Salary is often the prime consideration when switching jobs. However, more often than not, you’re going to be offered a package lower than what you want. Skillful salary negotiation can help you seal the deal at a better salary package. This isn’t an optional skill to have; you’re going to need it whether you like it or not. It can be developed. You need to know the questions to ask, the right words to use, and the best way to place your case forcefully yet amiably. Surveys reveal that salary is the topmost consideration for three out of four employees when assessing a job offer. Most job searches originate from dissatisfaction with the existing salary.
In the prevailing job market, even employers have become more open to discussions about compensation and non-monetary perks that the company can give its employees. Unless you need a job badly, it does not hurt at all to negotiate with the management when you’re made an offer.
Consider the following six questions to give yourself the best chance at succeeding during salary negotiations.
Begin by appreciating the job offer. Tact and decorum can take you far. The answer to your question determines the future of the conversation. A “no” likely means that with your unease at the offered package, there’s little sense in taking things forward. A “yes” indicates that you could get a more attractive package. Before you ask the first of the seven probable questions, listen to the entire job offer. You’ll have all the information you need to weigh your options and present your case realistically.
To appreciate the answer to this question, you first need to know what the average market salary is for a person of your geographic area, qualifications, and experience. When you ask this question, the employer cannot but consider that you have researched the subject and know your worth.
It pays to learn about all that is negotiable along with the salary or apart from it. If not the take-home salary, what else could it be that would interest you? Would you take lower pay for the option of remote work that saves you travel time and expense? How about a paid vacation each year? Or maybe, something else you prioritize, such as a performance bonus, overtime pay, etc. Do not be afraid to raise these points. It’s worth understanding that even non-monetary benefits can prove financially fruitful. The time you save on commuting can be used for a side gig or a freelance job. If the base salary is not what you want it to be, check if bonuses can fill the gap. The average monthly salary that employees in your category take home is a more accurate marker of the earning potential than the base salary.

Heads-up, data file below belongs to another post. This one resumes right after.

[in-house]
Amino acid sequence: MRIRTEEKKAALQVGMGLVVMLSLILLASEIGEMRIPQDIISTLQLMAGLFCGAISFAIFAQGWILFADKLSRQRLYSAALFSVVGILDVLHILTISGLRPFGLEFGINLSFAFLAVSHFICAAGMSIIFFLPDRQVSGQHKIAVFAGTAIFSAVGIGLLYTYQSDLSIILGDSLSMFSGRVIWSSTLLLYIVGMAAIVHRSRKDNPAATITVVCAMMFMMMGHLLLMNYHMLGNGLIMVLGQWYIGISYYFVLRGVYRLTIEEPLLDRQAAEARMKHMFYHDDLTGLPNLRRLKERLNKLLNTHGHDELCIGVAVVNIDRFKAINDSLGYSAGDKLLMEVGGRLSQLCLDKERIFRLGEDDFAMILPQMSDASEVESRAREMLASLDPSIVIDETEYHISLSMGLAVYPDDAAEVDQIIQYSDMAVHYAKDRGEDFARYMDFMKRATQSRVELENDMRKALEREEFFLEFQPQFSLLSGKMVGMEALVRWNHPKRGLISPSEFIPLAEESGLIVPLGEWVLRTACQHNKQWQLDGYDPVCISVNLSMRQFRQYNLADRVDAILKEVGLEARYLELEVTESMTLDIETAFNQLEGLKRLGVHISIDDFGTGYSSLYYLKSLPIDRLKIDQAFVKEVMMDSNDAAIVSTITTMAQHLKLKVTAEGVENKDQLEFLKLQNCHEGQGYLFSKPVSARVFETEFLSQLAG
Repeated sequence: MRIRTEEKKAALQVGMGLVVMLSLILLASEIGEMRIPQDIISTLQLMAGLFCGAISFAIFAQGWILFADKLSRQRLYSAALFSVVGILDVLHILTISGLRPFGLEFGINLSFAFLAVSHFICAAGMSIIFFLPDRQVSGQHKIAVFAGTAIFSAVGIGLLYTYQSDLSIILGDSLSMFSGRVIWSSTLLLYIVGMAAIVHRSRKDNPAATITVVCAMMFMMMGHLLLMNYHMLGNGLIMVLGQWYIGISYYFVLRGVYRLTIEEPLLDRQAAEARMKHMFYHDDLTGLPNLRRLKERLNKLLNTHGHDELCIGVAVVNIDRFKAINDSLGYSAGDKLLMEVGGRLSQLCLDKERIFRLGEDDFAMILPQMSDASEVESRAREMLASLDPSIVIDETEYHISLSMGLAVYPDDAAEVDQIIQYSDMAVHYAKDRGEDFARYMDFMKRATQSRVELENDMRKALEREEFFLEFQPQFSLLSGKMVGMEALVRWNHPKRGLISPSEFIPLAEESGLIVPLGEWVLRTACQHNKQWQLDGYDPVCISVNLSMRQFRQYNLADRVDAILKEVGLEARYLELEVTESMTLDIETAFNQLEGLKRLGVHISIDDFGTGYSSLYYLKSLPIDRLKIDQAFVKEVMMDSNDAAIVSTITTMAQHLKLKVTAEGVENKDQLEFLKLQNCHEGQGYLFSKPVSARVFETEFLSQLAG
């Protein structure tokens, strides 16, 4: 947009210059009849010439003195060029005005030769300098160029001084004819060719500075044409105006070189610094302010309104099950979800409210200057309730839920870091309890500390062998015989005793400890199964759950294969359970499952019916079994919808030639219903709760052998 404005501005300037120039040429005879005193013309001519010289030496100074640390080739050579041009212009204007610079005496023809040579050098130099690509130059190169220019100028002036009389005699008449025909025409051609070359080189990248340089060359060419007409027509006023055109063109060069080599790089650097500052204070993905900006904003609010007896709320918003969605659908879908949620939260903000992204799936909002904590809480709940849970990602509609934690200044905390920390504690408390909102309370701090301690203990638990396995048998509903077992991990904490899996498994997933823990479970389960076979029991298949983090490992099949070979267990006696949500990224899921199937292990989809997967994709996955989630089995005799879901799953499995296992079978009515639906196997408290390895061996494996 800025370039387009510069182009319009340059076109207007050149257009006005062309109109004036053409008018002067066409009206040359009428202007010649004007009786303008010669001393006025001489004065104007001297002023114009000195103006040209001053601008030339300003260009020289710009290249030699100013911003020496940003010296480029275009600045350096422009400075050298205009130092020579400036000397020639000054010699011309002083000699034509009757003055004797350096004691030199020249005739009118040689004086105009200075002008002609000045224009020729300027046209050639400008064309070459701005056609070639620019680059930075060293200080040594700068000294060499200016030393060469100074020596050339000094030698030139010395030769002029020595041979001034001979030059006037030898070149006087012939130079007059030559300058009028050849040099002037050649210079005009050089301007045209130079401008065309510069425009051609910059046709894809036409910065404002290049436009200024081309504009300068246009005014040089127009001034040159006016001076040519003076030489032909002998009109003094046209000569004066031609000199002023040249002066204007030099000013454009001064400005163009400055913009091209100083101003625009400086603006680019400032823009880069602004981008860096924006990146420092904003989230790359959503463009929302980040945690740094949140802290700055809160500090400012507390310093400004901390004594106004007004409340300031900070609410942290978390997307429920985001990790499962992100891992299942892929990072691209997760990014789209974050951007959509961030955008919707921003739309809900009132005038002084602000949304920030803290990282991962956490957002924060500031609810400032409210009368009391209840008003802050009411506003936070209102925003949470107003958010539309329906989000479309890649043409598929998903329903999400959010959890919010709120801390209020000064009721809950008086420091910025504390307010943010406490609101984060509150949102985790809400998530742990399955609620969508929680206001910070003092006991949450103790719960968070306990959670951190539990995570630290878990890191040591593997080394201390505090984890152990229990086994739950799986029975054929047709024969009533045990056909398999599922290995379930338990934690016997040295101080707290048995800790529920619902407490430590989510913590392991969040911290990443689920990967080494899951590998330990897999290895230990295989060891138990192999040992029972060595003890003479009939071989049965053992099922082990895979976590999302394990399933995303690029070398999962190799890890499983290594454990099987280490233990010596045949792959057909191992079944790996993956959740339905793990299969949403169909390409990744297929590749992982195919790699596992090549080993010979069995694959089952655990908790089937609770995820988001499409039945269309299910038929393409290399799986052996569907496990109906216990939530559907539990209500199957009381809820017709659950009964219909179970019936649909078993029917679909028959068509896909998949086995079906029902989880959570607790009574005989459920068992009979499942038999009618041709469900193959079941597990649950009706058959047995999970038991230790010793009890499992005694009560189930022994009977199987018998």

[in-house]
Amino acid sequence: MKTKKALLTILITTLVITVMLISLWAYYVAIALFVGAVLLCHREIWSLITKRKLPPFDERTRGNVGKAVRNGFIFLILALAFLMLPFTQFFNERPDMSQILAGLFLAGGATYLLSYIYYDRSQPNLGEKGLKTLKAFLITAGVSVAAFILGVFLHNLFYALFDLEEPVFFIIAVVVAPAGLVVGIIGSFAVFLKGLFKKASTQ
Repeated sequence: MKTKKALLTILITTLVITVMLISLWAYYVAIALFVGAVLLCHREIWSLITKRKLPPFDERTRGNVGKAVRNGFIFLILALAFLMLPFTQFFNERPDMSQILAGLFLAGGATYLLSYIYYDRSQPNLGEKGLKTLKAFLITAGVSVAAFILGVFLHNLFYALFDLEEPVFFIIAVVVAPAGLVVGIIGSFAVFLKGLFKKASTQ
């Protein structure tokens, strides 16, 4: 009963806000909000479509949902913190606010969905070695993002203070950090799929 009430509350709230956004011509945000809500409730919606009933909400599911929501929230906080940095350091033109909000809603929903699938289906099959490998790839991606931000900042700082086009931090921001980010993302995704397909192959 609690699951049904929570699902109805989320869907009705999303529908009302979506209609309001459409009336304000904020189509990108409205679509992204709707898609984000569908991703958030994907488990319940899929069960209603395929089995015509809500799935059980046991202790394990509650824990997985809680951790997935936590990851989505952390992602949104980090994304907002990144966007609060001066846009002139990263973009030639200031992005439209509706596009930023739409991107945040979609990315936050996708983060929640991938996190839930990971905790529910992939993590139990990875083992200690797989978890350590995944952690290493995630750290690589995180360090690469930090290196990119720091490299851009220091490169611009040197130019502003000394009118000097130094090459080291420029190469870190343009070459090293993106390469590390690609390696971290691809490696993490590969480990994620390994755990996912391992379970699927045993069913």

A breakdown of where the money-saving and income opportunities are will let you calibrate your pitch for higher pay more effectively. With this information in hand, you may decide that this is good enough. If your employer decides to bear the expense of your child’s tuition or your conveyance costs, these can add up to substantial savings in a year.
Find out about how people in the position you’re applying for progress professionally. This knowledge about the scope for growth can temper your demands for better pay in the beginning. The chance of a promotion with a better job title can be an excellent reason, to begin with, the offered salary. Also, try to learn about the process followed for a salary raise. This will inform you about the things you have to do to be in the reckoning for a raise. This is a good question to ask because it reflects your keenness to do well and get that performance-based raise.
Once you’ve agreed upon the terms. Ask for them in writing. The revised letter should reflect the changes that have been made to the salary or package as a result of the negotiation.
Remember, the squeaky wheel gets the grease. You’ll get it only if you ask for it. Give yourself the best chance of getting the package you deserve by knowing what you want and if you deserve it. Foreknowledge allows you to discuss the salary package with the recruiter on more even terms.
Raise the point about a better package after the company has made its offer. If it’s making an offer, that means they’re convinced that you’re the one for the job. At this point, they’re likelier to give you a more patient hearing and even agree to your suggestions.
If you are negotiating salary as an existing employee, let the boss know that you’re staying with the company even if you don’t get a raise. That’ll put them at ease, and they may take a kinder view of your propositions.